PlanPhilly

New SEPTA station in Lansdale set to spur transit-oriented development

The opening of a new SEPTA station has developers and officials planning new high-density apartments over ground floor retail, full of new gastropubs, artisanal cafes and independent breweries attracting highly mobile young professionals who’ve opted out of car ownership.

Is this Fishtown or Manayunk? Nope.

It’s Lansdale, the small North Penn community best known - at least according to Wikipedia - for having a fountain with a big rock in it.

Transit-oriented development is coming to the quiet Montgomery county borough with a new SEPTA station at 9th Street poised to open in a few weeks, as construction of a large parking garage at the existing Lansdale station begins.

Officials hope the new infrastructure investments will inspire the sort of vibrant mixed-use developments that will help the borough’s small downtown go from sleepy to exciting. “We’re hoping,” says Lansdale Borough Manager, Jake Ziegler, “to put a different, much more active face on the Borough.”

The new station is set to open sometime in October or November, says SEPTA Deputy General Manager Jeff Knueppel. The project will cost the transit agency just $3.8 million to build a simple platform and shelter on the Lansdale/Doylestown Regional Rail line. Construction began in the spring and there will be room to expand the platform should demand warrant it. There will be 75 permanent parking spots at the station, in an adjacent lot being built by the Lansdale Parking Authority.

9th Street Station will also feature another 125 temporary spots, which will help offset the parking crunch at Lansdale Station while a new 607-space parking garage is built over a large portion of the existing 497-space lot. In the end, there will be 899 spots at Lansdale station, but first there will be a two-year parking crunch at one of SEPTA’s busiest park-and-ride stations during construction.

The added spots at the new 9th Street Station about a mile away will help alleviate parking concerns. But SEPTA and borough officials say they’re more interested in passengers walking to the new station than driving there.

9th Street Station is located next to the old American Olean Tile Company plant, which closed decades ago. The property, now owned by a developer, will be ripe for a mixed-use development once the station opens, says Ziegler.

SEPTA’s Knueppel was more direct: “This station [is] meant to drive development of that parcel.” The Borough is also extending Kenilworth Avenue to provide a better access road to the old tile factory’s 100+ acres of developable land.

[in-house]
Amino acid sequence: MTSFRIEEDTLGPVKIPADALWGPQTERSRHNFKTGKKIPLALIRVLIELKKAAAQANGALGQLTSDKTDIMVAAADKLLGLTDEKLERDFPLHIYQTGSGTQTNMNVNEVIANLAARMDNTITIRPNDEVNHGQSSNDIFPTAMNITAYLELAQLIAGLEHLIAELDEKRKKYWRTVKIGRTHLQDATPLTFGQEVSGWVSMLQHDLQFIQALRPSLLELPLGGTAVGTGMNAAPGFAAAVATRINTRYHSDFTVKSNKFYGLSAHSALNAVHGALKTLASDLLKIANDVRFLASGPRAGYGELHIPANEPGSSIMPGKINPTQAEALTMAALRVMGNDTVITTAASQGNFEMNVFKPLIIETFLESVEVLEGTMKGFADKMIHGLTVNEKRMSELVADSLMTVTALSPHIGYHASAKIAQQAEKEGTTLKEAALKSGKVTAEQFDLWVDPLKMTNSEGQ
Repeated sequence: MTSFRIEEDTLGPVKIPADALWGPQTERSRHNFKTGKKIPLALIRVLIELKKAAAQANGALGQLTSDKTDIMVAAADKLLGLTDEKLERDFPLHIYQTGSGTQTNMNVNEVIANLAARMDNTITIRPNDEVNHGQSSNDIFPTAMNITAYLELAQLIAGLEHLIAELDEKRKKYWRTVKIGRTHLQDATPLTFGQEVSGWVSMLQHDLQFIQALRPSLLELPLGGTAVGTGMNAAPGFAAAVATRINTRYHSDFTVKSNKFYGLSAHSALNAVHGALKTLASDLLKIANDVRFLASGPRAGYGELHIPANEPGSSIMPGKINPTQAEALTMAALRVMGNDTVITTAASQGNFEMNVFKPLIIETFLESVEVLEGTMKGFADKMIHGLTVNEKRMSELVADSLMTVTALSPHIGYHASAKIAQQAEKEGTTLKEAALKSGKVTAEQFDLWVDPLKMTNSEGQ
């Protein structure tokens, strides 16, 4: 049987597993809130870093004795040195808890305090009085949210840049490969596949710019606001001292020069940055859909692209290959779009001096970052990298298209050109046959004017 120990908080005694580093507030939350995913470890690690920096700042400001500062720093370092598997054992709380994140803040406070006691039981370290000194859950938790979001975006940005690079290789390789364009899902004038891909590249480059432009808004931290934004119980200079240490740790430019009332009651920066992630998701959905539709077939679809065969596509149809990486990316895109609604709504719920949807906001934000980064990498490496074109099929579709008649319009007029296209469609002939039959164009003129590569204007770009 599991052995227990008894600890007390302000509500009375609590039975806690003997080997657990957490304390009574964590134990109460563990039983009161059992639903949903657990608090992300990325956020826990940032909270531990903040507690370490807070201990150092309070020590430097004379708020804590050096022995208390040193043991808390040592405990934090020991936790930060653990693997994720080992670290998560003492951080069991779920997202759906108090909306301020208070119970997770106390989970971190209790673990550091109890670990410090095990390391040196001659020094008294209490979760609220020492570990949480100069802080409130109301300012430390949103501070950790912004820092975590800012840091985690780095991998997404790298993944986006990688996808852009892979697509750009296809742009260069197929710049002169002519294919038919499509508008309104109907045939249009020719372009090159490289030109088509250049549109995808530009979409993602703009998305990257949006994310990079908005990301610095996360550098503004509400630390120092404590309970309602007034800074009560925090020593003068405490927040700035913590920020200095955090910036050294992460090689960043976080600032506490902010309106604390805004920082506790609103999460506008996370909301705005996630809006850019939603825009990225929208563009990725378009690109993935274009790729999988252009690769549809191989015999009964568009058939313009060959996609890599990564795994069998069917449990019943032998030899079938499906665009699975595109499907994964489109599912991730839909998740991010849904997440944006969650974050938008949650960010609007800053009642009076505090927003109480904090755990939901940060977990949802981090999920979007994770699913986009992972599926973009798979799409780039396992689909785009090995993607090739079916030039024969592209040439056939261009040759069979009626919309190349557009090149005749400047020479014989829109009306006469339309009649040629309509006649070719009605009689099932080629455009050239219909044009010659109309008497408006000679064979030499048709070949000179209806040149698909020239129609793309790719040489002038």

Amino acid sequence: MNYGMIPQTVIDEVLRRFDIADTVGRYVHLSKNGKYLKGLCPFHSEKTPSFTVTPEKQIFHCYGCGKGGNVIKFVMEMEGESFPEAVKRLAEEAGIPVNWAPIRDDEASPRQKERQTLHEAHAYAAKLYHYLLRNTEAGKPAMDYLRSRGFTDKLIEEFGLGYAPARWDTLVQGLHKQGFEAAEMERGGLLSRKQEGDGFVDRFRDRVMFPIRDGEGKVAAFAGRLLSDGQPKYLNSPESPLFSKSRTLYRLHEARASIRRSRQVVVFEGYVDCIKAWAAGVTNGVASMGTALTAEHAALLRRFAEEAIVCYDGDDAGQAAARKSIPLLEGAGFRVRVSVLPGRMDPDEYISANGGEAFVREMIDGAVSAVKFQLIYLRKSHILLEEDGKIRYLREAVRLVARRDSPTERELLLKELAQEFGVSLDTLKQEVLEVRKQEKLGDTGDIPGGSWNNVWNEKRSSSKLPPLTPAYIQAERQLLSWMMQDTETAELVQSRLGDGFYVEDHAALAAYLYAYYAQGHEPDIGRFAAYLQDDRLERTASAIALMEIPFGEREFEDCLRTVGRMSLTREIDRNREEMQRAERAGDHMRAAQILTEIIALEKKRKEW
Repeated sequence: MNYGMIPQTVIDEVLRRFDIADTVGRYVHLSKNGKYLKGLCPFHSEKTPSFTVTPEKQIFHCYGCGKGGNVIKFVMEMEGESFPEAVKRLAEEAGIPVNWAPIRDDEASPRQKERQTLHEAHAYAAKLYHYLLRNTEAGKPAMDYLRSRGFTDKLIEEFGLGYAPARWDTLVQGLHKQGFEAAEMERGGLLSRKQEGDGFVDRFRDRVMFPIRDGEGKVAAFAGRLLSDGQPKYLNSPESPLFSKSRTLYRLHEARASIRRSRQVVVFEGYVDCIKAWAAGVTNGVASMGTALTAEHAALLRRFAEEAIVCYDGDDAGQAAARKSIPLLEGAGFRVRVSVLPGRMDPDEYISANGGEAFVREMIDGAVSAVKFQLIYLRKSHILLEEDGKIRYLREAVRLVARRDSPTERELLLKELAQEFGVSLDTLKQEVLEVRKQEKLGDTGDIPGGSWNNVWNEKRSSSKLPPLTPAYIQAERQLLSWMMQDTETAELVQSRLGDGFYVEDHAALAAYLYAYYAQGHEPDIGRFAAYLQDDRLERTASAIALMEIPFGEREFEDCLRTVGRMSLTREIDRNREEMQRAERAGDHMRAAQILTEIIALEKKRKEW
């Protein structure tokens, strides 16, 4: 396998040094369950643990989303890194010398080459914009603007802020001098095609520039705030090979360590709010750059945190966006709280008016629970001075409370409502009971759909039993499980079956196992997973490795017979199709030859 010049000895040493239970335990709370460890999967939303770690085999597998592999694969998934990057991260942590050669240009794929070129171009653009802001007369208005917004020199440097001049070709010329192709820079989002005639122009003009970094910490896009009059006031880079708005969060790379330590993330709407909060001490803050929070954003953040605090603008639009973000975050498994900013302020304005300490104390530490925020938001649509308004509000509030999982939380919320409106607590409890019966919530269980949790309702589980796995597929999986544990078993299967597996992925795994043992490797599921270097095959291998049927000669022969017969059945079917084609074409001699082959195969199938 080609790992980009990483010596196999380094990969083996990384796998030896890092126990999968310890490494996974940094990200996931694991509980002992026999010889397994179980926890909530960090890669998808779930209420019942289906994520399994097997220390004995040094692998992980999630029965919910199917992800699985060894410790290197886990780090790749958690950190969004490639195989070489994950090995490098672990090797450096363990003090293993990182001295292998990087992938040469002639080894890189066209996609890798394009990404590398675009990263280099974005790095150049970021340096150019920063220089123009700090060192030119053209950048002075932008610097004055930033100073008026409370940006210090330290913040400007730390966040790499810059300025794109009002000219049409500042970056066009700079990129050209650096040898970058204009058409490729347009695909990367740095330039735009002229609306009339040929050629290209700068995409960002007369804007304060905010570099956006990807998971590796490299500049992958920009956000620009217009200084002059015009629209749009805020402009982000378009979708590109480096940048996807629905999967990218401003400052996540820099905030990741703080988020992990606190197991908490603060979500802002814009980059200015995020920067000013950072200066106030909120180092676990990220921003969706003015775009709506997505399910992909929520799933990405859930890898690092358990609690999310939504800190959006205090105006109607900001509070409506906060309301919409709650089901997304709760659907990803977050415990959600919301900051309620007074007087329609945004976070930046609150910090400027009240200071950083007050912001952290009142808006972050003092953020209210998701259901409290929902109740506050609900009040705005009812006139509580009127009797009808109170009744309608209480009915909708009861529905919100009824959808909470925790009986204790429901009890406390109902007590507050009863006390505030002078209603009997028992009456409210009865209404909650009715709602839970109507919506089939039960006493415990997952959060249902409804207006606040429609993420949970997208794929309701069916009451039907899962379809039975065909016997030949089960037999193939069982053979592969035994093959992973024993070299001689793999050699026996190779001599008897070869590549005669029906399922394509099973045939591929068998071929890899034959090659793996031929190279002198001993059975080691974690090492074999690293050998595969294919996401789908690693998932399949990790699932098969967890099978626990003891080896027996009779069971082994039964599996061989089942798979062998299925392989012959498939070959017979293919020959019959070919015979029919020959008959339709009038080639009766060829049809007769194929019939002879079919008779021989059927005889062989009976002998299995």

Down the line at Lansdale, a new pedestrian bridge over the tracks will help link the station to a redevelopment project at the Lansdale Parking Authority’s Madison Avenue Lot. The plan is for 250 one- and two-bedroom apartments over 20,000 square feet of retail space. Some of the new parking spots in the SEPTA garage would support retail at Madison.

The idea is to create some of the amenities commonly associated with city life: walkable neighborhoods connected to transit full of restaurants and commercial retail.

“We’ve seen an increased desirability on the part of people to locate next to major forces of public transportation,” said Ziegler. “In effect, they want to live and maybe play relatively close to a center of transportation and that mobile lifestyle.”

Using transportation infrastructure to spur economic development is nothing new. The Philadelphia region is home to dozens of streetcar suburbs that cropped up along commuter rail and trolley lines. Construction of new highways in the post war period created some of the sprawling suburbs like King of Prussia. These investments can attract wealthier residents.

As Richard Florida wrote recently in CityLab, “On the supply side, investment in transit—especially substantial investment in new or refurbished transit lines—signals a large-scale commitment to neighborhood upgrading, which attracts more affluent new residents and also drives up property values.”

“What we’re seeing is the railroad and SEPTA [are] a big factor in the life of our area,” says Ziegler, adding that younger residents especially want the ability to get into Philadelphia, and more visitors want to enjoy some of the Borough’s new restaurants like Round Guys Brewery, without having to own a car.

“We’re hopefully making Lansdale Borough into a destination,” says Ziegler.

About the author

Jim Saksa, Interim Managing Editor

Jim Saksa is PlanPhilly's multi-modal transportation reporter and interim managing editor. As a reporter, he's focused on how Philly gets bikes, walks, drives, rolls, and rides around the region. 

Jim lives in Point Breeze and has also written for Slate, Philadelphia City Paper, and Technical.ly Philly. He tweets @Saksappeal and you can reach him at jsaksa@whyy.org.



blog comments powered by Disqus

Article Information

Recent Comments on PlanPhilly

Powered by Disqus

Subscribe to our mailing list

* indicates required
Which weekly emails would you like to receive?